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Evidence for a Role of Chloroplastic m-Type Thioredoxins in the Biogenesis of Photosystem II in Arabidopsis

Chloroplastic m-type thioredoxins (TRX m) are essential redox regulators in the light regulation of photosynthetic metabolism. However, recent genetic studies have revealed novel functions for TRX m in meristem development, chloroplast morphology, cyclic electron flow, and tetrapyrrole synthesis.... Full description

1st Person: Wang, Peng verfasserin
Additional Persons: Liu, Jun verfasserin; Liu, Bing verfasserin; Feng, Dongru verfasserin; Da, Qingen verfasserin; Shu, Shengying verfasserin; Su, Jianbin verfasserin; Zhang, Yang verfasserin; Wang, Jinfa verfasserin; Wang, Hong-Bin verfasserin
Source: in Plant Physiology Vol. 163, No. 4 (2013), p. 1710-1728
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Type of Publication: Article
Language: English
Published: 2013
Online: Volltext
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520 |a Chloroplastic m-type thioredoxins (TRX m) are essential redox regulators in the light regulation of photosynthetic metabolism. However, recent genetic studies have revealed novel functions for TRX m in meristem development, chloroplast morphology, cyclic electron flow, and tetrapyrrole synthesis. The focus of this study is on the putative role of TRX m1, TRX m2, and TRX m4 in the biogenesis of the photosynthetic apparatus in Arabidopsis (Arabidopsis thaliana). To that end, we investigated the impact of single, double, and triple TRX m deficiency on chloroplast development and the accumulation of thylakoid protein complexes. Intriguingly, only inactivation of three TRX m genes led to pale-green leaves and specifically reduced stability of the photosystem II (PSII) complex, implying functional redundancy between three TRX m isoforms. In addition, plants silenced for three TRX m genes displayed elevated levels of reactive oxygen species, which in turn interrupted the transcription of photosynthesis-related nuclear genes but not the expression of chloroplast-encoded PSII core proteins. To dissect the function of TRX m in PSII biogenesis, we showed that TRX m1, TRX m2, and TRX m4 interact physically with minor PSII assembly intermediates as well as with PSII core subunits D1, D2, and CP47. Furthermore, silencing three TRX m genes disrupted the redox status of intermolecular disulfide bonds in PSII core proteins, most notably resulting in elevated accumulation of oxidized CP47 oligomers. Taken together, our results suggest an important role for TRX m1, TRX m2, and TRX m4 proteins in the biogenesis of PSII, and they appear to assist the assembly of CP47 into PSII.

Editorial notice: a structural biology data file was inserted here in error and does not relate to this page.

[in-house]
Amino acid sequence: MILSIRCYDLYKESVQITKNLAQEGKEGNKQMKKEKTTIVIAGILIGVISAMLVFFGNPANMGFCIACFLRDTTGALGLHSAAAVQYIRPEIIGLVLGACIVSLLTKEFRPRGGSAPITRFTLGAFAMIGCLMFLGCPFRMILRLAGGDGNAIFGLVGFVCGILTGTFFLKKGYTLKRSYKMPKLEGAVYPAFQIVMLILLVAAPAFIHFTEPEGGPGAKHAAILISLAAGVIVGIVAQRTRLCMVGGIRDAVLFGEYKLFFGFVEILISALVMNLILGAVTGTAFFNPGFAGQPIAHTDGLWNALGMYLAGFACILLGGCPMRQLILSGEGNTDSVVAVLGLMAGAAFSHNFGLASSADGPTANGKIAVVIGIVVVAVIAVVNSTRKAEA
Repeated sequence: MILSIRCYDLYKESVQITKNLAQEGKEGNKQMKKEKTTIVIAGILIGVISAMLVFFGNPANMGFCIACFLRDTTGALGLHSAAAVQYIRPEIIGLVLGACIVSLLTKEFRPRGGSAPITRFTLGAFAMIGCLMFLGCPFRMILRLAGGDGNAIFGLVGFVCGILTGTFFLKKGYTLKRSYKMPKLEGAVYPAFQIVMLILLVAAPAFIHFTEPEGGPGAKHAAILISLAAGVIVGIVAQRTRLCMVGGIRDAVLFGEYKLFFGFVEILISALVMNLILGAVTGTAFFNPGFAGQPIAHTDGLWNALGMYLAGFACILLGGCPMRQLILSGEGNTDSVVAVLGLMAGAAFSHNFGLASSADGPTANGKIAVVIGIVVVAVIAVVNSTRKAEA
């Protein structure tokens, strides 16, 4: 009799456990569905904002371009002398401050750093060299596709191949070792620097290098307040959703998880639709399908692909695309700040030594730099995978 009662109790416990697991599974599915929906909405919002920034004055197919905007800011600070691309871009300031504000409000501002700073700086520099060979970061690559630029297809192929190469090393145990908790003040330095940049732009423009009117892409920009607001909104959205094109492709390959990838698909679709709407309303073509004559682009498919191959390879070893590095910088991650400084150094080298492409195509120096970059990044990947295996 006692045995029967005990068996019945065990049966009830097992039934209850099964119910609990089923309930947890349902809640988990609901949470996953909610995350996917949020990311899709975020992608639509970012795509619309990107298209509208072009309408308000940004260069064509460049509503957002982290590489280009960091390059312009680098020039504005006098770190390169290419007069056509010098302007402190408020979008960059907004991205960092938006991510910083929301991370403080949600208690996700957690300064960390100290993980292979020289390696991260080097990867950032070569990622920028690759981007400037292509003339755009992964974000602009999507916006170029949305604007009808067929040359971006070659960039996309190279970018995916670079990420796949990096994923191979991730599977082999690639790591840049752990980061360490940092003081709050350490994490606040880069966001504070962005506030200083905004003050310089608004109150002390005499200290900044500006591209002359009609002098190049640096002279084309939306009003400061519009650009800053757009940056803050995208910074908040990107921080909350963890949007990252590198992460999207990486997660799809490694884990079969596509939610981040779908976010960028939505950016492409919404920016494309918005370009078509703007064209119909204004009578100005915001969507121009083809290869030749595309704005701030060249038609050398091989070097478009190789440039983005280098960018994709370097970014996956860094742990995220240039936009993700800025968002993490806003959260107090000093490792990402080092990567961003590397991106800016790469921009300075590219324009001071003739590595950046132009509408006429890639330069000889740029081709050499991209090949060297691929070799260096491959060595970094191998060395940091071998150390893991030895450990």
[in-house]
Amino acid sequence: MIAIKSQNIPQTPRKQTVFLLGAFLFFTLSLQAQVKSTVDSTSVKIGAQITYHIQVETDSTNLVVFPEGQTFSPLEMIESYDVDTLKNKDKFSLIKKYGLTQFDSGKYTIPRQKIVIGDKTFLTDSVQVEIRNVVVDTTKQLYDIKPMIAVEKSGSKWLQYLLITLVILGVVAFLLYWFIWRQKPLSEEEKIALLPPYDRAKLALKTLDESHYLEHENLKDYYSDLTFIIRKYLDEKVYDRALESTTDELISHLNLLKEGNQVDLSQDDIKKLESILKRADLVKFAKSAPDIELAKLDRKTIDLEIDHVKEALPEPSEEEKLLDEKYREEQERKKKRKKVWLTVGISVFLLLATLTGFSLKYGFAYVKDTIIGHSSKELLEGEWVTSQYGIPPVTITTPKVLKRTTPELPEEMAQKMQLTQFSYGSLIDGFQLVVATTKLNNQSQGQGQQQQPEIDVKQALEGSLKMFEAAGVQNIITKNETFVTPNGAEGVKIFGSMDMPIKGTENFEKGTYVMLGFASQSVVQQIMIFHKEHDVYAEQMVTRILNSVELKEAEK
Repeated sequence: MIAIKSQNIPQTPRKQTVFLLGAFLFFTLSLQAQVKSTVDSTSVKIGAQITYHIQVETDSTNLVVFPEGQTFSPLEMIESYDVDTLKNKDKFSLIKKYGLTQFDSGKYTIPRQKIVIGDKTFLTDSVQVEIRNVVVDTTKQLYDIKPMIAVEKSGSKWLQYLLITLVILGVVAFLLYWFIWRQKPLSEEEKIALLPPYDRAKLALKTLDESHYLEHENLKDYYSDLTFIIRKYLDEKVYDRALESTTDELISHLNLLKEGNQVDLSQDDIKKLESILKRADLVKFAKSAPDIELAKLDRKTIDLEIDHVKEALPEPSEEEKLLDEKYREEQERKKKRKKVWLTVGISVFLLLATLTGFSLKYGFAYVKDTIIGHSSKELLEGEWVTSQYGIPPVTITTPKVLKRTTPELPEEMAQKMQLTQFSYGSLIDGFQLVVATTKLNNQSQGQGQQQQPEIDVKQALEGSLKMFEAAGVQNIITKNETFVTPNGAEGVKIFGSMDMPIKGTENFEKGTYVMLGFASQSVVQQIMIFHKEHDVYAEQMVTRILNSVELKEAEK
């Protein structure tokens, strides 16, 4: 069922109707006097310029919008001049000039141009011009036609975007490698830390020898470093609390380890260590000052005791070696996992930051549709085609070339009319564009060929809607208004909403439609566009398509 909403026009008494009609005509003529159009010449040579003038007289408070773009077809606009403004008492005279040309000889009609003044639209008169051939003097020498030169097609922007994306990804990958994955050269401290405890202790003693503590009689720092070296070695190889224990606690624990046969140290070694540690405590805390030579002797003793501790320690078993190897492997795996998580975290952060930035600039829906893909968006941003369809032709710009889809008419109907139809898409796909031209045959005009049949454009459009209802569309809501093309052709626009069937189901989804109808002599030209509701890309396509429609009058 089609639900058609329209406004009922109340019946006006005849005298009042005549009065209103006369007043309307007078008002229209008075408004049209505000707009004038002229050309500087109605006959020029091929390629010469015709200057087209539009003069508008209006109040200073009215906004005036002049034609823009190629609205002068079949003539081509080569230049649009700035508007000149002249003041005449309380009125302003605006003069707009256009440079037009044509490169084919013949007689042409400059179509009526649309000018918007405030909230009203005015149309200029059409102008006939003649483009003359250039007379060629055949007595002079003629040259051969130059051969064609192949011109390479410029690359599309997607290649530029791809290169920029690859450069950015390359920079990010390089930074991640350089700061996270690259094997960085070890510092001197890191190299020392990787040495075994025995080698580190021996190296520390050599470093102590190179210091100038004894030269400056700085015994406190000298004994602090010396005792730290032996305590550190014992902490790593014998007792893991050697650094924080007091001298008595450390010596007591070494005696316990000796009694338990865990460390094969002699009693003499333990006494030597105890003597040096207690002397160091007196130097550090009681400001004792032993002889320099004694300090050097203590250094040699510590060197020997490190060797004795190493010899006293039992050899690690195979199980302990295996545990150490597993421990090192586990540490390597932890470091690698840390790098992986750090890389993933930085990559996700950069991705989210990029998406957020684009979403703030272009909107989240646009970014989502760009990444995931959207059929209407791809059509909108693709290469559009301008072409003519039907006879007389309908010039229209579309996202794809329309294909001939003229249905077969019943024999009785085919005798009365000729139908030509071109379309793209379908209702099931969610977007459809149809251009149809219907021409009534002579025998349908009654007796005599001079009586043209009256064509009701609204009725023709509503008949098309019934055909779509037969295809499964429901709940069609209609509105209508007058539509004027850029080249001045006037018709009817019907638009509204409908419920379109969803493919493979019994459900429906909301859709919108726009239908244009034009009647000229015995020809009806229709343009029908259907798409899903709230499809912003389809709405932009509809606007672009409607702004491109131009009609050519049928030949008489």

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700 1 |a Liu, Jun  |e verfasserin  |4 aut 
700 1 |a Liu, Bing  |e verfasserin  |4 aut 
700 1 |a Feng, Dongru  |e verfasserin  |4 aut 
700 1 |a Da, Qingen  |e verfasserin  |4 aut 
700 1 |a Wang, Peng  |e verfasserin  |4 aut 
700 1 |a Shu, Shengying  |e verfasserin  |4 aut 
700 1 |a Su, Jianbin  |e verfasserin  |4 aut 
700 1 |a Zhang, Yang  |e verfasserin  |4 aut 
700 1 |a Wang, Jinfa  |e verfasserin  |4 aut 
700 1 |a Wang, Hong-Bin  |e verfasserin  |4 aut 
773 0 8 |i in  |t Plant Physiology  |g Vol. 163, No. 4 (2013), p. 1710-1728  |q 163:4<1710-1728  |w (DE-601)JST066334217  |x 1532-2548 
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952 |d 163  |j 2013  |e 4  |h 1710-1728 

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